Passing Args Error

This is a discussion on Passing Args Error within the C Programming forums, part of the General Programming Boards category; I am recieiving this error: C:/Mike/Uni/216/A2/code.c:221: warning: passing arg 2 of `CheckSum' from incompatible pointer type C:/Mike/Uni/216/A2/code.c:226: warning: passing arg ...

  1. #1
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    Jan 2003
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    36

    Passing Args Error

    I am recieiving this error:


    C:/Mike/Uni/216/A2/code.c:221: warning: passing arg 2 of `CheckSum' from incompatible pointer type
    C:/Mike/Uni/216/A2/code.c:226: warning: passing arg 2 of `digest' from incompatible pointer type
    C:/Mike/Uni/216/A2/code.c:226: warning: passing arg 3 of `digest' from incompatible pointer type

    Code:
    int main()
    {
    
     	char file[BLOCK];
     	unsigned char message[BLOCK];
     	unsigned char messageDigest[BUFFER];
    	int messageSize;
    
    	FILE* check;		//file to check
    
    
    	scanf("%s",&file);
    
    	check = fopen(file,"r");
    
    	//checksum to make sure original
    	messageSize = CheckSum(check,message);
    
    	rewind(check);
    
    	//digest the stuff
    	digest(check,&messageDigest,&message,messageSize);
    
    	fclose(check);
    
    	return EXIT_SUCCESS;
    }
    
    //with these being the calls to
    
    void digest(FILE *check,unsigned char *MessageDigest[], unsigned char *Message[],int newsize)
    
    int CheckSum(FILE* check,unsigned char *Message[])
    I've tried it several ways an can't find the way to pass a pointer ot the function
    -&message
    -&message[]
    -message[]
    -message
    all similar errors, but we need a pointer to the array to alter the data currently there.
    Same with an initialize option(I havent included yet)

    We dont have the option of global variables.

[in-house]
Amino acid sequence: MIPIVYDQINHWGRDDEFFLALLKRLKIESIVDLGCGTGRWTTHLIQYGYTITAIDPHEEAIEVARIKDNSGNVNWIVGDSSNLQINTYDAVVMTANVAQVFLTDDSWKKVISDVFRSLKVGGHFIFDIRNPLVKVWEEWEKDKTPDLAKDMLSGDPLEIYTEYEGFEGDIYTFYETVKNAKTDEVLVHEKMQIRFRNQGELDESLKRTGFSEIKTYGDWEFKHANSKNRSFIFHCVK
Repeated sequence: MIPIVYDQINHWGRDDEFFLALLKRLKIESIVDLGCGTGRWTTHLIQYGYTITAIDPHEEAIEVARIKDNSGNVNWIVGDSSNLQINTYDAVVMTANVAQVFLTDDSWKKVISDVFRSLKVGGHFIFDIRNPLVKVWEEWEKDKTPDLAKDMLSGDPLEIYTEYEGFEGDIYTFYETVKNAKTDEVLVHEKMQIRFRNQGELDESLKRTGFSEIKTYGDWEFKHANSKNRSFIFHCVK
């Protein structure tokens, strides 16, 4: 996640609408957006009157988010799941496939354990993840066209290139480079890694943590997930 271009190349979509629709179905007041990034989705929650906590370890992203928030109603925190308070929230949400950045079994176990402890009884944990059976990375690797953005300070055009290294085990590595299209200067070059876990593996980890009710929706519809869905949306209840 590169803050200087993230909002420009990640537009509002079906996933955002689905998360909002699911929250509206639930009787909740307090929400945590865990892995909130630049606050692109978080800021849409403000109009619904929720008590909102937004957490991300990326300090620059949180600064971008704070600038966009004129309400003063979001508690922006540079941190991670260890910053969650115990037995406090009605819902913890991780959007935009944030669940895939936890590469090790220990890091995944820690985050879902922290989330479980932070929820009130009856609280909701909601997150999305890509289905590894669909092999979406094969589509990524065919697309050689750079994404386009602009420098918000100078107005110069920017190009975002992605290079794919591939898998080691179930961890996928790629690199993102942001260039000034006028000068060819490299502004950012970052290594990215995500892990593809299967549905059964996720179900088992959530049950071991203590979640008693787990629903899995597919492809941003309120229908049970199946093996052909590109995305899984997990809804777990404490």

2. #2
    Registered User Cela's Avatar
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    >>but we need a pointer to the array to alter the data currently there.
    No you don't, arrays are automatically passed as pointers to the first item in the array. Try this to see how it works :-)
    Code:
    #include <stdio.h>
    
    void f(int a[])
    {
      a[0] = 50;
      a[1] = 60;
    }
    
    int main(void)
    {
      int a[2] = {0};
    
      f(a);
      printf("%d %d\n", a[0], a[1]);
    
      return 0;
    }
    It prints 50 60 instead of 0 0, just what you wanted :-)
    *Cela*

  3. #3
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    ah, so now I know why I couldnt get programs to work with accepting pointers to arrays explicitly.

    thx

  4. #4
    Registered User Cela's Avatar
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    >>ah, so now I know why I couldnt get programs to work with accepting pointers to arrays explicitly.
    You can pass a pointer to an array if you want to, but you probably wouldn't want to much :-)
    Code:
    #include <stdio.h>
    
    void f(int (*a)[2])
    {
      (*a)[0] = 50;
      (*a)[1] = 60;
    }
    
    int main(void)
    {
      int a[2] = {0};
    
      f(&a);
      printf("%d %d\n", a[0], a[1]);
    
      return 0;
    }
    *Cela*

  5. #5
    Programming Sex-God Polymorphic OOP's Avatar
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    1,078
    You only really want a pointer to an array when the array should be a specific size.

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